Print preview Close

Showing 72 results

Archivistische beschrijving
1 results with digital objects Show results with digital objects
Manuscripts in Printed Books
MSPB · Archief · 1791-1955

Most of the items included in this category are letters, and most are connected with the publications into which they are inserted.

Zonder titel
MSPB/8 · Deel · 1931 x 1959
Part of Manuscripts in Printed Books

Transcript

[…]

In your Court Records p. 93 (13 April 1603) you may care to refer to Arber II. 38. There was a London edition of the Lepanto published by Stafford and Hooke, 1603. A copy was in Bindley IV. 410—Heber IV. 1189—Britwell (private cat. of Eng. poetry II. 220, but not, apparently sold at Sotheby’s, see Checklist). See Arber III. 232.

[…]

MSPB/73 · Stuk · 18 Feb. 1871
Part of Manuscripts in Printed Books

Bridge House, Matlock, Derbyshire. - Sent a 'small Páli MS and a printed Buddhist tract to Trinity Library yesterday, and with this letter sends his copy of Rask's Sinhalese gramma, 'a work of exceeding rarity, and which I do not think any English library possesses. Gives him great pleasure 'to confide this valuable volume to such able and enlightened keeping as that of the Master and fellows of Trinity College.'

MSPB/66 · Stuk · 5 Dec. 1859
Part of Manuscripts in Printed Books

Transcript

Dec. 5

Dearest A {1}

This is merely a P.S. to my last notelet to beg you to give my sweet & "blessed little Florey" an extra kiss from poor Anty Ett on her birthday,—; & to beg Richee's {2} acceptance, (ultimately for her) of my Copy of the Hungerfordiana, which he told me the other day he had been trying to procure & could not—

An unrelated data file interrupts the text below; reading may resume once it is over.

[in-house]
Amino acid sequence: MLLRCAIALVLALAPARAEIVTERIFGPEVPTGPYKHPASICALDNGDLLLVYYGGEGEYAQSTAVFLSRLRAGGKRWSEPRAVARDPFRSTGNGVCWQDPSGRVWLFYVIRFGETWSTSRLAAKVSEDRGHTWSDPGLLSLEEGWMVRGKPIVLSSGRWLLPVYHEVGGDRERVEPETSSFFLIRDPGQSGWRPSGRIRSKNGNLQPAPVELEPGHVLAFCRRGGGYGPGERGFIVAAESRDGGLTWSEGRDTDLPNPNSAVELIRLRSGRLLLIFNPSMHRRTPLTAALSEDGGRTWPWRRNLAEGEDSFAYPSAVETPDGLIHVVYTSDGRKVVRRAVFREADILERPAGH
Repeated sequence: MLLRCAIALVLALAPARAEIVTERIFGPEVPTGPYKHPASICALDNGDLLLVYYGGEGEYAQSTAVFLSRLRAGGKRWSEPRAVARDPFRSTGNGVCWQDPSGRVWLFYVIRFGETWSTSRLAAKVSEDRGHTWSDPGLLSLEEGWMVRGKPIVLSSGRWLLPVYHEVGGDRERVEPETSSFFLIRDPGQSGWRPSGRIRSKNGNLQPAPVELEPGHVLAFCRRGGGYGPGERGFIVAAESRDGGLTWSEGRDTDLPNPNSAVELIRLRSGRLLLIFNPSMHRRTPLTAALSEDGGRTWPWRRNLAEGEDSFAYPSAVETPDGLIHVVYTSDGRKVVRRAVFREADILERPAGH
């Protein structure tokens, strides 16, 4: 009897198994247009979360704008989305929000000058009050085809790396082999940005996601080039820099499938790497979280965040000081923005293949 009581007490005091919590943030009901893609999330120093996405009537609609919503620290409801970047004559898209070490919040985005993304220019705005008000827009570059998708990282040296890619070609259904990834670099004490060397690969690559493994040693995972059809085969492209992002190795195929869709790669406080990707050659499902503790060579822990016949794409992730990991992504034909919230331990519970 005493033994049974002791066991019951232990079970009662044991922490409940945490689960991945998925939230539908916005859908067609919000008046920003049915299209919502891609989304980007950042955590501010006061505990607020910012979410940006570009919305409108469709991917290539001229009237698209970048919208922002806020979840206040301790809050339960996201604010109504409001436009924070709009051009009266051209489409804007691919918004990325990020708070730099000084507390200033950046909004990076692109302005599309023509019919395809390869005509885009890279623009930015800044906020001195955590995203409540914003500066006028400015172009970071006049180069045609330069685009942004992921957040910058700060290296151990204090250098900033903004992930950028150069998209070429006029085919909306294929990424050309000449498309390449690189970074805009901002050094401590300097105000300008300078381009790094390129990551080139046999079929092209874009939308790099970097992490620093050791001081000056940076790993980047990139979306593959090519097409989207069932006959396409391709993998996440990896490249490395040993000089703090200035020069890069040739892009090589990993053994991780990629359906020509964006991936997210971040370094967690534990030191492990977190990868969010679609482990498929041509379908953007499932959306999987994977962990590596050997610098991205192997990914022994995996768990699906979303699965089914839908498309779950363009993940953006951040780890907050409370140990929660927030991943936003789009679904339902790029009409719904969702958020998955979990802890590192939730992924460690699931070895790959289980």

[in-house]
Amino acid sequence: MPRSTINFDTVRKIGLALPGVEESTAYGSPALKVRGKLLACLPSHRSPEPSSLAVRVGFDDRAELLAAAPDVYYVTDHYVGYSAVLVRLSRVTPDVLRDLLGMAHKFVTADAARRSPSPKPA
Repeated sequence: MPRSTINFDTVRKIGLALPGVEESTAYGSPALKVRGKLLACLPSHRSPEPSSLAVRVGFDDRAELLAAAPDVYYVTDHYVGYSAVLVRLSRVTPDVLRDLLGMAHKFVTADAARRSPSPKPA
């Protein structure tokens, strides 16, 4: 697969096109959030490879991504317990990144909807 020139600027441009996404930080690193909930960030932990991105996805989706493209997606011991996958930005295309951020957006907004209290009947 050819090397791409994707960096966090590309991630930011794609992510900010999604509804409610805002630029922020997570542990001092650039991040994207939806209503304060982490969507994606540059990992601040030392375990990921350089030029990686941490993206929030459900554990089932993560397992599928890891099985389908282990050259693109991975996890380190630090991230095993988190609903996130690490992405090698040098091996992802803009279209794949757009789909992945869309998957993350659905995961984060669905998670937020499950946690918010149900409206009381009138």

There were never more than 100 Copies printed—only 50 for sale—now six & thirty years ago—so no wonder.

He is to keep it, please, for his beautiful little Florey, as she alone bears the dear dear old name.

Neither Amy nor Robin have anything to say to it!—

I trust the sweet Rob does not feel these changes of temperature, & that you are all "flourishing"—

God bless you, my dearest—Yr most devoted
HMC.—

—————

{1} Followed by a heart containing the letters 'a', 'F', and 'R', for Amy, Florence, and Robin.

{2} The spelling of this name is uncertain.

MSPB/65 · Stuk · 11 Oct. 1855
Part of Manuscripts in Printed Books

Queen's Hotel, No. 71, Queen's Road, Bayswater, London -- Sends the book and asks for assistance in obtaining a copy of an elementary treatise on the tides by 'Lubock' or 'Luccock', as he has seen it variously spelled [William Lubbock]; is about to return to America.

MSPB/62 · Stuk · 3 Jul. [1877?]
Part of Manuscripts in Printed Books

3 Bolton St. - Thanks Lord Houghton for his note about the book [The American]; agrees that 'the Bellegardes are rather "belated". They would have been more probable under the old régime; but I suppose a novelist has always to force matters a little. But even to modified Bellegardes an American savoring much of the soil would never have been acceptable. The French don't at all like the Americans (according to my observation) - none, that is, save M. [Charles Frederick] Worth; & he, I believe, is English!. But the French, after all, don't like any one but the French!...'

Hopes that Houghton has completely recovered. Will leave town in a few days, but will visit Houghton before he does so. 'Yours faithfully & gratefully, H. James jr.'

MSPB/61 · Stuk · 2 July 185[1]
Part of Manuscripts in Printed Books

Forwards the verses and addresses in the pamphlet and mentions English stanzas identified in manuscript on the page as by William Johnson (later Cory), and also praises the second English address by [Herbert John] Reynolds KS (King's Scholar). Is happy to find that he will soon be able to make mathematics "an integral part of our system, King's College has smoothed my way".

Zonder titel
MSPB/55 · Stuk · 26 Nov. 1851
Part of Manuscripts in Printed Books

Trinity Lodge, Cambridge - Regrets he cannot give a lecture on the Great Exhibition and its effects on the future as he has not been one of its organisers, who will have a better idea of its effects; believes that Prince Albert only meant to describe the type of person to give the lecture, not to point to Whewell specifically.